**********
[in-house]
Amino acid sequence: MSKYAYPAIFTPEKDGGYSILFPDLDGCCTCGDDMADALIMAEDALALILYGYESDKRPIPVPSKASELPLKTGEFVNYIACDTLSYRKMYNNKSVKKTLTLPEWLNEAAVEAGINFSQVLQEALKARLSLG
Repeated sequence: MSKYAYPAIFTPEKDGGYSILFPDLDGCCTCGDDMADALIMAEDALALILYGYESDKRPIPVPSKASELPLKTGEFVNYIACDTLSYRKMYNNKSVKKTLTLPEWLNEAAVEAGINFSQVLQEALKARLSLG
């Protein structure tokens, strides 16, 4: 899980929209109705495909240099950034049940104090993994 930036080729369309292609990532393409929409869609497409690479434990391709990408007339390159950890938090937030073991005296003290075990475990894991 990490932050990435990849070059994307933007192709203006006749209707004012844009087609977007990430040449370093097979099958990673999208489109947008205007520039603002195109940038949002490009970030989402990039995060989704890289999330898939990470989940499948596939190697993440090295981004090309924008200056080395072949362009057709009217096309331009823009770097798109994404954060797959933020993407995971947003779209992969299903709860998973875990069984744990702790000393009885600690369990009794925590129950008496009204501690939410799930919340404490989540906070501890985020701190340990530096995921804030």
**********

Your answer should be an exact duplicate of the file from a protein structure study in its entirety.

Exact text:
[in-house]
Amino acid sequence: MSKYAYPAIFTPEKDGGYSILFPDLDGCCTCGDDMADALIMAEDALALILYGYESDKRPIPVPSKASELPLKTGEFVNYIACDTLSYRKMYNNKSVKKTLTLPEWLNEAAVEAGINFSQVLQEALKARLSLG
Repeated sequence: MSKYAYPAIFTPEKDGGYSILFPDLDGCCTCGDDMADALIMAEDALALILYGYESDKRPIPVPSKASELPLKTGEFVNYIACDTLSYRKMYNNKSVKKTLTLPEWLNEAAVEAGINFSQVLQEALKARLSLG
């Protein structure tokens, strides 16, 4: 899980929209109705495909240099950034049940104090993994 930036080729369309292609990532393409929409869609497409690479434990391709990408007339390159950890938090937030073991005296003290075990475990894991 990490932050990435990849070059994307933007192709203006006749209707004012844009087609977007990430040449370093097979099958990673999208489109947008205007520039603002195109940038949002490009970030989402990039995060989704890289999330898939990470989940499948596939190697993440090295981004090309924008200056080395072949362009057709009217096309331009823009770097798109994404954060797959933020993407995971947003779209992969299903709860998973875990069984744990702790000393009885600690369990009794925590129950008496009204501690939410799930919340404490989540906070501890985020701190340990530096995921804030």